Aiden Kelley also asked passerby to show their support by leaving drawings in chalk on the sidewalk

By Rachel DeSantis
June 09, 2020 11:55 AM
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As thousands of protesters flooded the streets across the country to show their support for the Black Lives Matter movement, one 9-year-old boy took to his front yard to do the same, all on his own.

A neighbor spotted Aiden Kelley staging his very own protest outside his Chicago home on Saturday, and shared a picture of the grade-schooler to Twitter, which has since gone viral.

“There’s been a lot of crazy things happening for the past few days and I wanted to make people feel happy,” he told Good Morning America.

Aiden was inspired to act after seeing the protests on TV — and also made sure to incorporate ways for his community to get involved even if they didn’t want to march with him, WLS reported.

“I didn’t want to just be out here with a crowd staring at me holding my sign,” he told the outlet. “I mean, I thought it would be better to just stand here and have people come and then ask them if they want to draw and write something.”

Aiden Kelley
NBC4/ Facebook

Mom Katya Kelley said her son’s activism initially began after a neighbor encouraged local families to show their support by drawing hearts in solidarity on their driveways.

Aiden took the idea and ran with it, covering his driveway in supportive drawings and messages, and asking people who drove by his home to do the same, his mom told GMA.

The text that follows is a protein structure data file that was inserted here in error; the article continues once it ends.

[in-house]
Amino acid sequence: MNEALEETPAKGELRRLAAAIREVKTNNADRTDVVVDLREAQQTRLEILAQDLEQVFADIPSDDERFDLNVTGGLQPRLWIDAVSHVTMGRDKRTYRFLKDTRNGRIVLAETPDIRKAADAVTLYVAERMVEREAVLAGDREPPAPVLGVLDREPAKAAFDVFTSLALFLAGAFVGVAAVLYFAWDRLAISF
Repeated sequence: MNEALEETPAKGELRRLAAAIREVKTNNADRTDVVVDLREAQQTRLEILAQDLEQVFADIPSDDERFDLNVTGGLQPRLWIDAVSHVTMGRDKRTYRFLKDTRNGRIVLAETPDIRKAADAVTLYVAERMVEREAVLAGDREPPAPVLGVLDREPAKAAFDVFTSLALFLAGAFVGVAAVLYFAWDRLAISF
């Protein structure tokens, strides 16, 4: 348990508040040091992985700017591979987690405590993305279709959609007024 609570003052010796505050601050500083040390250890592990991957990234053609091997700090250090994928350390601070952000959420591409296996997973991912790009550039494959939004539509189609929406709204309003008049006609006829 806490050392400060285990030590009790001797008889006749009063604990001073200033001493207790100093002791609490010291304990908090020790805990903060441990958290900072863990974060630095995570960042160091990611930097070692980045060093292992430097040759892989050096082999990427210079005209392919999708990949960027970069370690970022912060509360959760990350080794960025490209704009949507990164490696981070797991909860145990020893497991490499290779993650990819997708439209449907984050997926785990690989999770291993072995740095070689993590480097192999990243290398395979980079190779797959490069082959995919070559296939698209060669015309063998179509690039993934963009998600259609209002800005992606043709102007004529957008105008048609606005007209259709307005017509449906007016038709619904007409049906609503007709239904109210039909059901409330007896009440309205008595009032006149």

“He was outside doing this all Saturday. Our neighborhood is really tight and he was trying to encourage people that were just driving by,” she said. “Some would stop and help him, others would tell him to keep up the good work.”

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He even propped up a whiteboard outside, asking passerby to write or draw inside one of the hearts, hands or flowers he’d created to “be kind and inspire others.”

Mom Katya said she thought about bringing her son and his younger siblings to larger protests in Chicago, but opted not to for safety reasons. She did, however, teach him about peaceful protests, and had him watch some on TV.

“I just want everybody to be treated nicely and not anybody be treated differently,” Aiden told WLS.

To help combat systemic racism, consider learning from or donating to these organizations:

• Campaign Zero (joincampaignzero.org) which works to end police brutality in America through research-proven strategies.

ColorofChange.org works to make government more responsive to racial disparities.

• National Cares Mentoring Movement (caresmentoring.org) provides social and academic support to help black youth succeed in college and beyond.